Pieridae

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Pieridae
Lepidoptera 2005 spring 001.jpg
The small white or cabbage white (Pieris rapae)
Scientific classification
Kingdom:
Phylum:
Class:
Order:
Suborder:
Superfamily:
Family:
Pieridae
Subfamilies

Dismorphiinae
Pseudopontiinae
Pierinae
Coliadinae

Diversity
76 genera
1,051 species
Sleepy oranges (Eurema nicippe) puddling

The Pieridae are a large family of butterflies. It has about 76 genera and 1,100 species. They are mostly from tropical Africa and Asia.[1] Most pierid butterflies are white, yellow or orange with black spots. The pigments are a characteristic of this family.[2]

The name "butterfly" may have come from a member of this family, the Brimstone Gonepteryx rhamni. It was called the "butter-coloured fly" by early British naturalists.[2]

The caterpillars of some species, such as Pieris brassicae and Pieris rapae, are often seen in gardens. They are agricultural pests because they feed on brassicas.

Males of many species feed on salts from moist soil. They do this in groups. This behavior is known as 'mud-puddling' or 'puddling'.[1]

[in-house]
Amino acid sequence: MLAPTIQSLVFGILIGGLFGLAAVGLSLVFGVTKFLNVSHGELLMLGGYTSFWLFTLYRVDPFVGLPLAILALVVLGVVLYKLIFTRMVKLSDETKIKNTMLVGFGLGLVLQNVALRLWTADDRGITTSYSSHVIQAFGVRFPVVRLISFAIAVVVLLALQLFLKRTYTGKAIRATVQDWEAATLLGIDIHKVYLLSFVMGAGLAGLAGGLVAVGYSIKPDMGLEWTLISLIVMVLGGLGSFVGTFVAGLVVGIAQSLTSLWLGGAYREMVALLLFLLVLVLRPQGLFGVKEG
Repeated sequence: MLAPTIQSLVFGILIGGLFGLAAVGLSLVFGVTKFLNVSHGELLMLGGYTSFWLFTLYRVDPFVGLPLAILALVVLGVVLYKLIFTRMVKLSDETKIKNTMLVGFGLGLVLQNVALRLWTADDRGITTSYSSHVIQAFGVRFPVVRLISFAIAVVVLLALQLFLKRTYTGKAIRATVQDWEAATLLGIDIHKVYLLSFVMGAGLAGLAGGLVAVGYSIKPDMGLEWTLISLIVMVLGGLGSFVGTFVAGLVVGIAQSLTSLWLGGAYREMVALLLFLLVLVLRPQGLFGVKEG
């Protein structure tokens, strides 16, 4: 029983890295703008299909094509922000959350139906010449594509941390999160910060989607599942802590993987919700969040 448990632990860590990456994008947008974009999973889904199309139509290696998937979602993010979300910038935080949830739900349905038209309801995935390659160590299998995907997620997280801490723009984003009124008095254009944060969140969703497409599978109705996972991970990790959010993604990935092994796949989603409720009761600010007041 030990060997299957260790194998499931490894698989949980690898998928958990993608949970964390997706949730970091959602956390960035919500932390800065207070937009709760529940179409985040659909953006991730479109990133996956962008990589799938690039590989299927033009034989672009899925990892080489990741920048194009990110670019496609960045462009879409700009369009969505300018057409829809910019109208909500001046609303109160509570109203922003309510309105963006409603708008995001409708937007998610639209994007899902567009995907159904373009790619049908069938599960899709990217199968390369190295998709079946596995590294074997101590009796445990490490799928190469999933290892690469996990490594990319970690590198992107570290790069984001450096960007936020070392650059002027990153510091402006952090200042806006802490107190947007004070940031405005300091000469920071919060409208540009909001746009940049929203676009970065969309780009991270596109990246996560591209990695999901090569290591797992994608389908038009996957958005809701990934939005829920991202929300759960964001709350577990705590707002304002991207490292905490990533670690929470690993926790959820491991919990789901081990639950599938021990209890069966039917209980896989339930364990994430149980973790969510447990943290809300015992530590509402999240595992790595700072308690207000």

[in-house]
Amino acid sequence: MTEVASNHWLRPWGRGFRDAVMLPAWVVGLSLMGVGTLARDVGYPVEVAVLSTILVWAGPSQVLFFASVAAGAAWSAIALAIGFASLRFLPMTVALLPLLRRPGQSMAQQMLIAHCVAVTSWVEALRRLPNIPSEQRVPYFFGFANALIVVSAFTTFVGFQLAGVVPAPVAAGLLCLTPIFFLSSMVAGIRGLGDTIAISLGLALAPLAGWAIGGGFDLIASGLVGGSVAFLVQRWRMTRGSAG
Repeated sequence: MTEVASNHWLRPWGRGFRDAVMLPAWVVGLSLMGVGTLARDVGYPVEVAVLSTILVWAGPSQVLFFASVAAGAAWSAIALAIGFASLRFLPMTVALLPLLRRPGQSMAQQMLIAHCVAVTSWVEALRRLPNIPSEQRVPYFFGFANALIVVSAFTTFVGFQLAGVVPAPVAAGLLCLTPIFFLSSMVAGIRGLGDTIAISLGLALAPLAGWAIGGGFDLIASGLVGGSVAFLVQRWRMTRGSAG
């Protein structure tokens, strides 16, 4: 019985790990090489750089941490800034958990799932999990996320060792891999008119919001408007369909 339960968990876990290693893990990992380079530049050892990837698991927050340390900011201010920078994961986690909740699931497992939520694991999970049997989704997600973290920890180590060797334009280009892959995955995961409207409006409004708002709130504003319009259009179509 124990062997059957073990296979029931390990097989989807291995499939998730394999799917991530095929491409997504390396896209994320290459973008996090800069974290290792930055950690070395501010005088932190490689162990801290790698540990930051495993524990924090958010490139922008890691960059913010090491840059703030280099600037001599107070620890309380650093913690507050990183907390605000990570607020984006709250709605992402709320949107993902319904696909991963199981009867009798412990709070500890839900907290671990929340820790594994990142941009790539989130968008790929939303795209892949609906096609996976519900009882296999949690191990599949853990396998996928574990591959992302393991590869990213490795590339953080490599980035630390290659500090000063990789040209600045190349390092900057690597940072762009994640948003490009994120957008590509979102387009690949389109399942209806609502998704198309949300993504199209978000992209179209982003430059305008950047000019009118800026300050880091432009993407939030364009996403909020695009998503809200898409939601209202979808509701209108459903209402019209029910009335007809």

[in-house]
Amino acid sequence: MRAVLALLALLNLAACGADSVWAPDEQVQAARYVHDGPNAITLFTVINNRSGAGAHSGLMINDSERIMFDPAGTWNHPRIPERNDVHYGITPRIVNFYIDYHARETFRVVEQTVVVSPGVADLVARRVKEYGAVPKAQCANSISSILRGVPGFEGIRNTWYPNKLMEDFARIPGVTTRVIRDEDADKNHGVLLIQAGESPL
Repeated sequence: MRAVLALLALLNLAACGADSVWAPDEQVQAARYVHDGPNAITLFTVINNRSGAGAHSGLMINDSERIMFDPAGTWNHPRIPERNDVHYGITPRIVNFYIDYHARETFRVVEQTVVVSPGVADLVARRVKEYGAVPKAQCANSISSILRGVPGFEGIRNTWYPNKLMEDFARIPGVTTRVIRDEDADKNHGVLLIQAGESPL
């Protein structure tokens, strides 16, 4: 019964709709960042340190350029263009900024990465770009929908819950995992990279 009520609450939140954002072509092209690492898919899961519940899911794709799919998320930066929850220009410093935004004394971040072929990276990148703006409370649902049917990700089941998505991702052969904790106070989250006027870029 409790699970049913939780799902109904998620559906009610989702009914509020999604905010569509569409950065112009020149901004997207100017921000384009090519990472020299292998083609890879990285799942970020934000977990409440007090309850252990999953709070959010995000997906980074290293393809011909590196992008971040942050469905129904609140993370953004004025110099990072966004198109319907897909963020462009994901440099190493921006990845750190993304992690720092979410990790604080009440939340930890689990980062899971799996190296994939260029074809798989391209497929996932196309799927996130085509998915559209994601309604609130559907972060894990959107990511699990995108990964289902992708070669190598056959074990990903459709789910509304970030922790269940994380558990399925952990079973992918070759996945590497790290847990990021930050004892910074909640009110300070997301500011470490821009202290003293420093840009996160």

Classification[change | change source]

The Pieridae have the radial vein on the forewing with 3 or 4 branches (rarely 5) . The fore legs are well developed in both sexes. The tarsal claws are bifid (bifid means split into two parts).[3]

Like the Papilionidae, Pieridae also have their chrysalids held at an angle by a silk girdle. The girdle runs around the first abdominal segment unlike the thoracic girdle seen in the Papilionidae.

Subfamilies[change | change source]

The Pieridae are divided into the following four subfamilies:

Psyche butterfly, Leptosia nina

References[change | change source]

  1. 1.0 1.1 1.2 1.3 1.4 DeVries P.J. in Levin S.A. (ed) 2001. The Encyclopaedia of Biodiversity. Academic Press.
  2. 2.0 2.1 Carter, David, Butterflies and Moths (2000)
  3. Borror D.J., Triplehorn C.A., & Johnson N.F. 1989. An introduction to the study of insects, 6th ed. Philadelphia: Saunders College Publishers. ISBN 0030253977

Other websites[change | change source]